My Monday morning observation when deep cleaning points to modular and modular elevators. When going through my desk in what should be an annual ritual, but too often neglected, I ran across an interesting item. Buried amongst the broke watches, a plethora of wires that go to who knows what devises and batteries (none of which still held a charge), I found a true vestige of the past; the old business card folder.
I remember wanting one when I first graduated from college as it was considered a true and genuine indicator that you were in business, much like the now rare, rigid leather briefcase. The folder was unique as it was a single place to put all of your valuable leads and contacts. It was one step above the old Rolodex as it was leather bound and portable.
I paged through the clear plastic sleeves of cards chuckling over the graphic design style of the various rectangles of 100% rag, 16 point stock that populated the folder. Each was a prized bundle of information I had collected over time and was once held dear, like a Stan Musial baseball card, but now I noticed how few were even still relevant. Businesses had closed or changed names, people had long since moved on or the information was out of date with AOL email addresses and FAX numbers prominently displayed.
But the cards, yellowed with time, were not the funniest part of what I discovered from my perspective. It is the very notion of keeping a catalog of cards categorized based on business type and then alphabetized all in a literal folder. The time for that kind of system has declined to the point of uselessness, worth little more than short lived amusement. That is why, despite a couple decades of usefulness, it found itself shoved to the rear of an over-packed desk drawer.
A better system for keeping track of people and business connections has emerged and in honesty leaves the old folder in the dust and ultimately in the circular file.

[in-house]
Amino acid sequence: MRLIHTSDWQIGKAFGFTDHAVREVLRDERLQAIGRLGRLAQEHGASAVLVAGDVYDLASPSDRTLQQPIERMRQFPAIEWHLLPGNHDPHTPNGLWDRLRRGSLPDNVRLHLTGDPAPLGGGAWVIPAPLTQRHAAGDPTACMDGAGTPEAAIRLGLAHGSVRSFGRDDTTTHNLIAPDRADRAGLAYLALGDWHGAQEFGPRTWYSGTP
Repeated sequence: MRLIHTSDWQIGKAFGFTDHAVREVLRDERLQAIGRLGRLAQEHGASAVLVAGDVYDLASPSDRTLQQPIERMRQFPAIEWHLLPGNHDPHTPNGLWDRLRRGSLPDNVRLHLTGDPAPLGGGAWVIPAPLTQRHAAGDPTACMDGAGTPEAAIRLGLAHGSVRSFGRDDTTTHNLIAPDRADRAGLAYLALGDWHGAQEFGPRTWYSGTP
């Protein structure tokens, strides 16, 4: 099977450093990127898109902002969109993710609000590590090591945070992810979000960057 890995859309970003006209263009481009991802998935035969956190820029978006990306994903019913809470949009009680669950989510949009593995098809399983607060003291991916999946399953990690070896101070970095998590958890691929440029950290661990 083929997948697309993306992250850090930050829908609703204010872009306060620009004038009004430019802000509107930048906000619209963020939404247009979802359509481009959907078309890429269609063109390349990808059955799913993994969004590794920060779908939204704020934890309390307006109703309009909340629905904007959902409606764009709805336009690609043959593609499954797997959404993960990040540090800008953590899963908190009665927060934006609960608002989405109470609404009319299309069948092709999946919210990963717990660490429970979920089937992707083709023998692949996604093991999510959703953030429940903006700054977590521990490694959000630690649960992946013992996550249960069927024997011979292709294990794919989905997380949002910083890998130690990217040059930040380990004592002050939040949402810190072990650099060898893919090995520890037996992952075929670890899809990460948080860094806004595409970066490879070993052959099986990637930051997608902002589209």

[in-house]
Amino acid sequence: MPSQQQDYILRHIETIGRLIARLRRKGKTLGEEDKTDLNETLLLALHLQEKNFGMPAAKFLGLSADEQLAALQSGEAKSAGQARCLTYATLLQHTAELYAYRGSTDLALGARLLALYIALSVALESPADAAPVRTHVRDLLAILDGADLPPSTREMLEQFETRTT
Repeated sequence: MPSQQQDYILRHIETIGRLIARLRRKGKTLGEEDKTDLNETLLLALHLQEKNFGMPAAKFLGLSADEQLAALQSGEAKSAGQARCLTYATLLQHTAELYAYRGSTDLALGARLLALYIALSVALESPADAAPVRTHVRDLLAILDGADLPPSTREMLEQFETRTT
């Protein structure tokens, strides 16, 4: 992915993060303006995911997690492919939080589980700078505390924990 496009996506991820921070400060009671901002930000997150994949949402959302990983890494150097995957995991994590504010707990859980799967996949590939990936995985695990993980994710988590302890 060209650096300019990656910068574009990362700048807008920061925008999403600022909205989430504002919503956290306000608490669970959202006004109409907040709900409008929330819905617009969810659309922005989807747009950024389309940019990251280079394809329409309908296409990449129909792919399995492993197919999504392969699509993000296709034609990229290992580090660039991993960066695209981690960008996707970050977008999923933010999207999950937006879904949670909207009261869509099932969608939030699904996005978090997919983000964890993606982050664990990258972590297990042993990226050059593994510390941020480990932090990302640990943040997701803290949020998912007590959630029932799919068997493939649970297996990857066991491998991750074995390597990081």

I have seen that change too in the elevator industry. There was a time not so long ago that the big elevator companies held a universal monopoly and if you were going to construct a low or mid-rise building you had to pay homage, live within their timelines and buy what they were selling. Thank goodness the old stick-built alternative is due for the dustbin of history just like my old business card folder.
Now if you want a high-quality commercial elevator you simply have to call MEM or email them for FastTrack numbers. Once you place your order you can break away from the control of the elevator industry for good. They no longer can dictate what you can do on your job site, building project or pocketbook. You will be free to schedule elevator work when you want it done, not the other way around. Free to choose who you want the elevator maintenance company to be with a fair contract, not one laced with automatic increases and non-proprietary parts. Deep cleaning indeed.
The barnacle encrusted elevator industry is and will fight back, but the march of time is lined up against them and ultimately modular will be the first and best choice for everyone. Not because it is new (it has been around for a couple decades now), but because it is a better solution. Faster, smarter, greener and can be less expensive.
That can all be said because building a hoistway in a factory, out of the elements and off site means higher quality, truer construction and no delays. Then putting all of the elevator components in the the hoistway while it is horizontal means no safety concerns of lifting heavy parts. The wiring goes faster and the cab is built to more exacting specifications. Just better.
So engage in a little deep cleaning and clean out your desk of all those old drawings, plans and specifications and get ready for the future with modular elevators.
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